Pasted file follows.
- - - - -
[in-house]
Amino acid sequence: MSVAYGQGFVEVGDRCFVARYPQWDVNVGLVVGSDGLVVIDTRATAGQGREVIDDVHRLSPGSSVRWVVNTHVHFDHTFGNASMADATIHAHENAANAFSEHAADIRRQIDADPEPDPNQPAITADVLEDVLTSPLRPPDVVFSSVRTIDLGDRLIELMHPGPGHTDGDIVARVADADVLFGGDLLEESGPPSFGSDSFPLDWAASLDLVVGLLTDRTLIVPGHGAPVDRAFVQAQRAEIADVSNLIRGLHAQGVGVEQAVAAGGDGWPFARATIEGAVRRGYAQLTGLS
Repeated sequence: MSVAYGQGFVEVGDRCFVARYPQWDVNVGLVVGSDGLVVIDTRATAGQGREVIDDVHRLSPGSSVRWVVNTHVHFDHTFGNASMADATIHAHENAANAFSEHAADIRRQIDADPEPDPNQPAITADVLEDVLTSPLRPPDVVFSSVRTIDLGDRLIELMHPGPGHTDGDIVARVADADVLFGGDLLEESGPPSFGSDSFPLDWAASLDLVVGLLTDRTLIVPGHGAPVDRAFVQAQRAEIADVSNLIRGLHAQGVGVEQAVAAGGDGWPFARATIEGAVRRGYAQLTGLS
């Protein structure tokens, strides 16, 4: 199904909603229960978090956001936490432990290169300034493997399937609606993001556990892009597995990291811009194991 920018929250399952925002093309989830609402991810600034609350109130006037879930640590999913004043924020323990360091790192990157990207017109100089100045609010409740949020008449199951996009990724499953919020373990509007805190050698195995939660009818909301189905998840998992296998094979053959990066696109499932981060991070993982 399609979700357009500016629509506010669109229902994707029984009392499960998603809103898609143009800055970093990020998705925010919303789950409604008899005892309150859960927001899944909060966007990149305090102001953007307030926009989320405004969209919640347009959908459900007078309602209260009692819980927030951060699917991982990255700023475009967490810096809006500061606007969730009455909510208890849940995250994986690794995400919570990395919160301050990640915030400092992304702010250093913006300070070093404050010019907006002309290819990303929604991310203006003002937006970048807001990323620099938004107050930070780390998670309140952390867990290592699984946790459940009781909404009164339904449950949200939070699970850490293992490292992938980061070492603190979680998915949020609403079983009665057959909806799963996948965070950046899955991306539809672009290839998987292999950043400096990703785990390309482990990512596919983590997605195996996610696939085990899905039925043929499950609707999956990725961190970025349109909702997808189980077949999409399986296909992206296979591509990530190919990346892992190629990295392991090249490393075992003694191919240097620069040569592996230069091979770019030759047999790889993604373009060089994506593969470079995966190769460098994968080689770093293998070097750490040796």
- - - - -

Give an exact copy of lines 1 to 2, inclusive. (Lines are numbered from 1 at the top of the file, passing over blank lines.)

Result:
[in-house]
Amino acid sequence: MSVAYGQGFVEVGDRCFVARYPQWDVNVGLVVGSDGLVVIDTRATAGQGREVIDDVHRLSPGSSVRWVVNTHVHFDHTFGNASMADATIHAHENAANAFSEHAADIRRQIDADPEPDPNQPAITADVLEDVLTSPLRPPDVVFSSVRTIDLGDRLIELMHPGPGHTDGDIVARVADADVLFGGDLLEESGPPSFGSDSFPLDWAASLDLVVGLLTDRTLIVPGHGAPVDRAFVQAQRAEIADVSNLIRGLHAQGVGVEQAVAAGGDGWPFARATIEGAVRRGYAQLTGLS